Phantom 3 Differences – Hands On

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On Wednesday the 8th of April, we were invited along to the Guildhall in Central London for the launch of an all new Phantom 3 range. Rumours aside we were unsure what exactly to expect, but were happy to see our favourite quad copters maturing with some impressive upgrades.

Core to the experience, the pilot software has come on hugely. This is integral to improving flight control and increasing accessibility to the Phantom range; However that will be covered in depth in another article. This particular blog concerns the physical changes that have taken place from 2 to 3 and is full of photos/initial observations from our first hands on with the new craft. The images all link through to higher resolution photos so feel free to click/press for a better view.

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Frame Differences And Electronic Upgrades

The quadcopters have had a few cosmetic changes from their previous iteration. The arm stickers are now either in gold to denote the Professional model, or silver for the Advanced edition.


This palette continues with the new relief name placards attached above the USB ports on the front.


Predictably much of the inspire 1 technology has filtered down to the Phantom 3. Up top and as per the Inspire 1, the Phantom 3’s now are now able to receive data from GLONASS satellitesĀ alongside GPS ones which aids with location accuracy.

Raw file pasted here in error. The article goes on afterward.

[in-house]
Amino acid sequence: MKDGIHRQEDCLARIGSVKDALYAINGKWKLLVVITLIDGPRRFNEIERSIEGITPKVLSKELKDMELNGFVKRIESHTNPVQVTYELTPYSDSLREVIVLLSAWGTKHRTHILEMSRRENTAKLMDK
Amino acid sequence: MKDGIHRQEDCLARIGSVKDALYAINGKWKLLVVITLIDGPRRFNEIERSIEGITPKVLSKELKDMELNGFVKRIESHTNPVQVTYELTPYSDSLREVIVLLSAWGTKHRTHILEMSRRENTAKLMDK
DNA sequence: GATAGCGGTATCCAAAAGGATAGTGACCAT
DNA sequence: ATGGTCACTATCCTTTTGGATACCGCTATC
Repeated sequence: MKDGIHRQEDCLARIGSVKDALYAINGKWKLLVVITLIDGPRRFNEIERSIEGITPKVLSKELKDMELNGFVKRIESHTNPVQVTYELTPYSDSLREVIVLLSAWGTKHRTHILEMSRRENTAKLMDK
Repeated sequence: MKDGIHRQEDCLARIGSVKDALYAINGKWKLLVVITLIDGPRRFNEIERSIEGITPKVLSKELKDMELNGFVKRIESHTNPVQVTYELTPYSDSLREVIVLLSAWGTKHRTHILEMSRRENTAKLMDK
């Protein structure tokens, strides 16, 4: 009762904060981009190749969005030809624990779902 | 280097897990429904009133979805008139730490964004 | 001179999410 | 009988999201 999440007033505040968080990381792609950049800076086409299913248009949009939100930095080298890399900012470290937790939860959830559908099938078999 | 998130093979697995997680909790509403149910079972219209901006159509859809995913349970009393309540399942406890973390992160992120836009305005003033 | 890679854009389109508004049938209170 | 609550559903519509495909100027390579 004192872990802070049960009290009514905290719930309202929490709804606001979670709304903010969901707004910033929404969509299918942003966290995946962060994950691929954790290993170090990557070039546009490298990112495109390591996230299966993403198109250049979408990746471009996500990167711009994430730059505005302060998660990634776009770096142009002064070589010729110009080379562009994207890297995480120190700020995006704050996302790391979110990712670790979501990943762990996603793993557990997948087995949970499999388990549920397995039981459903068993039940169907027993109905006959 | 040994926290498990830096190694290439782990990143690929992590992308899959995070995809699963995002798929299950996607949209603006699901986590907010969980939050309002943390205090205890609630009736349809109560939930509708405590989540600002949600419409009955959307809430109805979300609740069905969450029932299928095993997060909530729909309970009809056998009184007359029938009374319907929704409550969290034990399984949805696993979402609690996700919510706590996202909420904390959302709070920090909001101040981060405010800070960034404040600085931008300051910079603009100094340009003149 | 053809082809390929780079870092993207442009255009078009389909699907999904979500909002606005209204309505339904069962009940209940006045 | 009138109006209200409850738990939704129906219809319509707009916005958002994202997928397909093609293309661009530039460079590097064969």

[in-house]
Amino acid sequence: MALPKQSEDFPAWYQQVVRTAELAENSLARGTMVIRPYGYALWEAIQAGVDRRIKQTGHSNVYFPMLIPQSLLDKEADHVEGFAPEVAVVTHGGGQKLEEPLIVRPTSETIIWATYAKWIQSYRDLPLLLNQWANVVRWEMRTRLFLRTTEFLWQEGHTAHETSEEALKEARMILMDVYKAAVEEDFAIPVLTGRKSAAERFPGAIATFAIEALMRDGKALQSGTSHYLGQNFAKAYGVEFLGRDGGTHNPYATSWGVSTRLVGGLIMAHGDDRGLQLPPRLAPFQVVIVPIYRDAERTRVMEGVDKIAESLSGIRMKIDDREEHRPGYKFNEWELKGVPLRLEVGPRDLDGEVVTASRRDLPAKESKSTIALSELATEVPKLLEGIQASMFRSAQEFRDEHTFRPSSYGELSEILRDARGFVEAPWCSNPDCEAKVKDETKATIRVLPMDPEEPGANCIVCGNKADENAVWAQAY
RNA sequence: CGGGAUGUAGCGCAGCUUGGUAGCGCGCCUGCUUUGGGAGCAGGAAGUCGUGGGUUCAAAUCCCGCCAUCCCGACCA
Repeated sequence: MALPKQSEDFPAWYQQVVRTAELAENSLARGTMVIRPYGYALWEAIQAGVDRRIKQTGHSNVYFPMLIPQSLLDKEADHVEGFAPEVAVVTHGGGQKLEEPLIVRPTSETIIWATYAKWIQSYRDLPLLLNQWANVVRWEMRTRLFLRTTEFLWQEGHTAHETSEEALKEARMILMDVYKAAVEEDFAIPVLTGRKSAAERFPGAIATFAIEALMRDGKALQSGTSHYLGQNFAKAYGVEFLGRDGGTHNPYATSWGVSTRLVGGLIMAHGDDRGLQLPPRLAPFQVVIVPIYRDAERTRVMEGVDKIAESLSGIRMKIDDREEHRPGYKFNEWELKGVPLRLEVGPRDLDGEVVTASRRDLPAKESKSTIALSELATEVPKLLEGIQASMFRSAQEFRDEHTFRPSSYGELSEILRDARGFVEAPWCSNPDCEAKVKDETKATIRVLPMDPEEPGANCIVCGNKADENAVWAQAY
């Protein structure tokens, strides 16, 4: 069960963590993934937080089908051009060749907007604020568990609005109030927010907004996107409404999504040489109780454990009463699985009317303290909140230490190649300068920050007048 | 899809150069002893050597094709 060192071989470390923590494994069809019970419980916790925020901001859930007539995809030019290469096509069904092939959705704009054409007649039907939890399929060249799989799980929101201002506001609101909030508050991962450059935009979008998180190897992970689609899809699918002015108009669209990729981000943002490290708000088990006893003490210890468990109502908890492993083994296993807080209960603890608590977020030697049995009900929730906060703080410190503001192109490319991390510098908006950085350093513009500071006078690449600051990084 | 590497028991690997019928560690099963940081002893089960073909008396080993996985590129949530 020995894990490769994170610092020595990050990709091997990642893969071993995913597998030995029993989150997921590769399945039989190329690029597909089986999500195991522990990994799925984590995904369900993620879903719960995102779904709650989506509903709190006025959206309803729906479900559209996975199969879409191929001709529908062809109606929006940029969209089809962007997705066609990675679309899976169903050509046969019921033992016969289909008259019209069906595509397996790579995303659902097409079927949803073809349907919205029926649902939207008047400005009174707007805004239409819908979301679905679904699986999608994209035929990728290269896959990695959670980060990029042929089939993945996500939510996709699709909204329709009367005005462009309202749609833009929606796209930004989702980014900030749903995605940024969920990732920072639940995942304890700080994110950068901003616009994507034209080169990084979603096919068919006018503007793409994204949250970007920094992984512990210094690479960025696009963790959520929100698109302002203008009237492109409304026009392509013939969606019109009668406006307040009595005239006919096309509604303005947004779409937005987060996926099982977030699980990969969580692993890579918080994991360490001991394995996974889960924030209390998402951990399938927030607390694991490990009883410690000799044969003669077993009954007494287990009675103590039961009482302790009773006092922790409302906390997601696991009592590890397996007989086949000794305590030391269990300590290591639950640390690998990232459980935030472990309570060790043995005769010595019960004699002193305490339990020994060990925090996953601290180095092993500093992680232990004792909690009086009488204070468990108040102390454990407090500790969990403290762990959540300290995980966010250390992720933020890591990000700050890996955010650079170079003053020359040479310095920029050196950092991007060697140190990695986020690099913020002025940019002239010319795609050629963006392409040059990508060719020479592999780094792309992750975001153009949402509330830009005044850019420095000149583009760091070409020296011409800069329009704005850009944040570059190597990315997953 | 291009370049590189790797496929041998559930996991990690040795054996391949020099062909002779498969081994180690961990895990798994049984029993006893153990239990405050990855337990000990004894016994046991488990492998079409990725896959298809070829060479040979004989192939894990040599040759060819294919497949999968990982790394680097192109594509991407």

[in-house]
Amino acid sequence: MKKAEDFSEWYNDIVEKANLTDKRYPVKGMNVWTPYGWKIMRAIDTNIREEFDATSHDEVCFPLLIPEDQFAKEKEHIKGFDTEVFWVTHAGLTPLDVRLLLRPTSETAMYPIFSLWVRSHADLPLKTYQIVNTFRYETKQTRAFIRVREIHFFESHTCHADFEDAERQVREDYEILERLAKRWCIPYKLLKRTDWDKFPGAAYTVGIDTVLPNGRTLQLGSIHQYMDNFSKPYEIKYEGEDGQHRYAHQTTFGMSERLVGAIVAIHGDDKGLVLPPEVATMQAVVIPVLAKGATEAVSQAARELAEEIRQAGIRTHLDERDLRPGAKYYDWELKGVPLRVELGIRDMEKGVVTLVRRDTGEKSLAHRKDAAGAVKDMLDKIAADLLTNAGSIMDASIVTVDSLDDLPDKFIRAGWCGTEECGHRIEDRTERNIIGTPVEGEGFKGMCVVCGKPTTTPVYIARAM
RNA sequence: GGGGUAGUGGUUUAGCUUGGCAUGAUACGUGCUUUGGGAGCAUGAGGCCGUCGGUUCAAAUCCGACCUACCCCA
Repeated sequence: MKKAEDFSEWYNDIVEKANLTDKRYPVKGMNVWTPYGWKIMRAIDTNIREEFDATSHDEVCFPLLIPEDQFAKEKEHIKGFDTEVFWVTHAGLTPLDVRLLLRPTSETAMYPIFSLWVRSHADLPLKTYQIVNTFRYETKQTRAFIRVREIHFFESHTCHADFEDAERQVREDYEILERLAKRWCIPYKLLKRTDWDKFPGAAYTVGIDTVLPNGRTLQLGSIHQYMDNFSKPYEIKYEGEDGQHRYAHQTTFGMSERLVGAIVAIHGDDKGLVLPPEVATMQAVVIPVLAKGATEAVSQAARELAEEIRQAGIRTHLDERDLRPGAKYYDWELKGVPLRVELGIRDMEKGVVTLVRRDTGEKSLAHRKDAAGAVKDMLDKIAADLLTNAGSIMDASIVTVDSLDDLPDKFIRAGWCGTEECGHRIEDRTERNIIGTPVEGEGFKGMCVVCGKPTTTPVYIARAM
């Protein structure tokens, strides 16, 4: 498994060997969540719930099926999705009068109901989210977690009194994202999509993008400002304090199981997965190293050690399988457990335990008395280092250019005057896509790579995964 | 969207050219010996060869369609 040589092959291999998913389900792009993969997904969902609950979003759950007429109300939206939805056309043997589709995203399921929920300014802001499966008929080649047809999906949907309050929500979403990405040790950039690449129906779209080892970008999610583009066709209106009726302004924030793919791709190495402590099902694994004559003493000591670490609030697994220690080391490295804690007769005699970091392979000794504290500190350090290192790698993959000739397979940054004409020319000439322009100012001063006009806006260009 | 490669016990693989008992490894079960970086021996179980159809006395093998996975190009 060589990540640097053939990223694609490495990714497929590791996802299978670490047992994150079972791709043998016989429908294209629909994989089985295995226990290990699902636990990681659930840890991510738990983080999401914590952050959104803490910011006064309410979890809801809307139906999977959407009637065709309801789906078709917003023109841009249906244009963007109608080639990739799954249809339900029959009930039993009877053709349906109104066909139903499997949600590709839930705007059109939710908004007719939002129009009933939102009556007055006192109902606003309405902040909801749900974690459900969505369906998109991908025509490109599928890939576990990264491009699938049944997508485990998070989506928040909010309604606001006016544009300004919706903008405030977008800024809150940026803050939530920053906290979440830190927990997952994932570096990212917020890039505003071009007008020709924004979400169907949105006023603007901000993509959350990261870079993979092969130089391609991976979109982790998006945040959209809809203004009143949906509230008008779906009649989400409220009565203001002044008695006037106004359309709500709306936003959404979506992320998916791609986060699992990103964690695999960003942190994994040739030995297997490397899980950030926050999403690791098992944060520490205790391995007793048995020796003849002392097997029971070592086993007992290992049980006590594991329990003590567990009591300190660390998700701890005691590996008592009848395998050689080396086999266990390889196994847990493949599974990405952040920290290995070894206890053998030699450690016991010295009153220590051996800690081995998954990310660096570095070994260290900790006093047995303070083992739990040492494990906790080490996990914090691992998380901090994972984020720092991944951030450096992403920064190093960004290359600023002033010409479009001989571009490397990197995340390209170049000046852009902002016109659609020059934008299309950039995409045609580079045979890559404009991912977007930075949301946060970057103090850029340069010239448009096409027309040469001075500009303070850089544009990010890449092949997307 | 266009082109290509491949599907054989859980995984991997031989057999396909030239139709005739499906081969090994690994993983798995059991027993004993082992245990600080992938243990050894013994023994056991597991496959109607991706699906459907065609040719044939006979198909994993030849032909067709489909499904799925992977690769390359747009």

On the underside, the Phantom 3’s now come with optical flow and ultrasonic sensors. Mounted on a panel on the rear-belly of the quad, the sensors operate at 300cm or below to help stabilise the craft. Like on the Inspire 1, these are especially useful when flying indoors or when no satellite fix is available.


The Phantom now has just two LED indicator lights per arm and these are housed in shorter transparent bubbles.phantom_3_professional_inflight-large

The test pilots’ discussed a new ‘braking’ feature during flight that automatically flares the craft to slow horizontal movement by actively slowing specific motors. This would suggest that the ESC’s have been updated, and potentially the motors too.


The Phantom 3 has a broader and deeper ‘footprint’ than the Phantom 2, apparently due to thenew landing legs. I lined up the older chassis over the inverted new chassis, aligning one of the corners of the landing gear to demonstrate this. This likely helps keep the legs out of the way of the camera and will also assist in landings.

As a result it might not be compatible with some of the current ‘tighter fitting’ carry cases available on the market. DJI did show what appeared to be a branded Phantom backpack in their slides but as of yet we have no details on it.


Note that the on-board electronics require 4 patch antenna and these now clip into the inside edge of the landing legs. Torx screws replace the cross-head screws holding these legs on.

Internally the craft appears to have been modified with dividers alongside the battery compartment.


Despite these new additions, the craft has barely gained any weight. We measured the demo unit (with battery and props) at 1292g.


Compare that against the outgoing Phantom Vision 2+ model, quoted by DJI at 1242g.

Image Capture And Stabilisation

The Advanced edition has an all new HD camera allowing 1080p/60fps footage to be captured. Both models feature Sony’s EXMOR 12MP sensors, sat behind 20mm f/2.8 lens FOV 94Ā°. This new lens setup gives a more ‘natural’ view rather than savage ‘fish eye’ view of the older cameras.